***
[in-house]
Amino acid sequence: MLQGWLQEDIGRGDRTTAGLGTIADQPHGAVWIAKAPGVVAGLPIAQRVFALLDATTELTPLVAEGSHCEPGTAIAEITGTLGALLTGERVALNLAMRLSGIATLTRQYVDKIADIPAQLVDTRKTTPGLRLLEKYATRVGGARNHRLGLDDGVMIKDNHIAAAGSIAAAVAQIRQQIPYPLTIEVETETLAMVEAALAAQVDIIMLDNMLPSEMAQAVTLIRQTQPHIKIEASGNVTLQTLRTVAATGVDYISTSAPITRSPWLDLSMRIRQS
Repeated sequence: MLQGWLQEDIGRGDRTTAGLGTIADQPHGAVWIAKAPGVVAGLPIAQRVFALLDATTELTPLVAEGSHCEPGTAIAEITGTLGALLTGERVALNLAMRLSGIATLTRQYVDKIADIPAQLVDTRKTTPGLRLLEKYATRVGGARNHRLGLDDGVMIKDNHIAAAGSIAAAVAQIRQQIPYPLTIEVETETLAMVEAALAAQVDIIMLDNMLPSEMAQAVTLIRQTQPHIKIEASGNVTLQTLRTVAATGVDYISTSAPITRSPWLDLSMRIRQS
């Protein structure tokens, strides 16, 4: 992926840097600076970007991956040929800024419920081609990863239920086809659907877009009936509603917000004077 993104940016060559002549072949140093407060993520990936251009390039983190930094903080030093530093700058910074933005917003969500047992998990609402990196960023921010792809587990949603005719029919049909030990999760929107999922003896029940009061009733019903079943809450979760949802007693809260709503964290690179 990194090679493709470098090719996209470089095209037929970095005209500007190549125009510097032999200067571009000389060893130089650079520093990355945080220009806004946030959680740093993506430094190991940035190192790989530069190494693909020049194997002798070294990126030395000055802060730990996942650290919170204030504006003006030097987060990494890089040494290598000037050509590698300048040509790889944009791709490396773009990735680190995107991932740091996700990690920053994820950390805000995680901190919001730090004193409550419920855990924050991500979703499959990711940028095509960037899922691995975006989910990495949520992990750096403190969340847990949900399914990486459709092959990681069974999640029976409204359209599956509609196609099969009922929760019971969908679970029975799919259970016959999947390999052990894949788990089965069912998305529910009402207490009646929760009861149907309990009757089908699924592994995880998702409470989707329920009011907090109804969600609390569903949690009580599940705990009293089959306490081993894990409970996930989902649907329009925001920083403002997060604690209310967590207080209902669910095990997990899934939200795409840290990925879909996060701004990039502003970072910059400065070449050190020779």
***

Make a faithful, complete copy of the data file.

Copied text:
[in-house]
Amino acid sequence: MLQGWLQEDIGRGDRTTAGLGTIADQPHGAVWIAKAPGVVAGLPIAQRVFALLDATTELTPLVAEGSHCEPGTAIAEITGTLGALLTGERVALNLAMRLSGIATLTRQYVDKIADIPAQLVDTRKTTPGLRLLEKYATRVGGARNHRLGLDDGVMIKDNHIAAAGSIAAAVAQIRQQIPYPLTIEVETETLAMVEAALAAQVDIIMLDNMLPSEMAQAVTLIRQTQPHIKIEASGNVTLQTLRTVAATGVDYISTSAPITRSPWLDLSMRIRQS
Repeated sequence: MLQGWLQEDIGRGDRTTAGLGTIADQPHGAVWIAKAPGVVAGLPIAQRVFALLDATTELTPLVAEGSHCEPGTAIAEITGTLGALLTGERVALNLAMRLSGIATLTRQYVDKIADIPAQLVDTRKTTPGLRLLEKYATRVGGARNHRLGLDDGVMIKDNHIAAAGSIAAAVAQIRQQIPYPLTIEVETETLAMVEAALAAQVDIIMLDNMLPSEMAQAVTLIRQTQPHIKIEASGNVTLQTLRTVAATGVDYISTSAPITRSPWLDLSMRIRQS
């Protein structure tokens, strides 16, 4: 992926840097600076970007991956040929800024419920081609990863239920086809659907877009009936509603917000004077 993104940016060559002549072949140093407060993520990936251009390039983190930094903080030093530093700058910074933005917003969500047992998990609402990196960023921010792809587990949603005719029919049909030990999760929107999922003896029940009061009733019903079943809450979760949802007693809260709503964290690179 990194090679493709470098090719996209470089095209037929970095005209500007190549125009510097032999200067571009000389060893130089650079520093990355945080220009806004946030959680740093993506430094190991940035190192790989530069190494693909020049194997002798070294990126030395000055802060730990996942650290919170204030504006003006030097987060990494890089040494290598000037050509590698300048040509790889944009791709490396773009990735680190995107991932740091996700990690920053994820950390805000995680901190919001730090004193409550419920855990924050991500979703499959990711940028095509960037899922691995975006989910990495949520992990750096403190969340847990949900399914990486459709092959990681069974999640029976409204359209599956509609196609099969009922929760019971969908679970029975799919259970016959999947390999052990894949788990089965069912998305529910009402207490009646929760009861149907309990009757089908699924592994995880998702409470989707329920009011907090109804969600609390569903949690009580599940705990009293089959306490081993894990409970996930989902649907329009925001920083403002997060604690209310967590207080209902669910095990997990899934939200795409840290990925879909996060701004990039502003970072910059400065070449050190020779």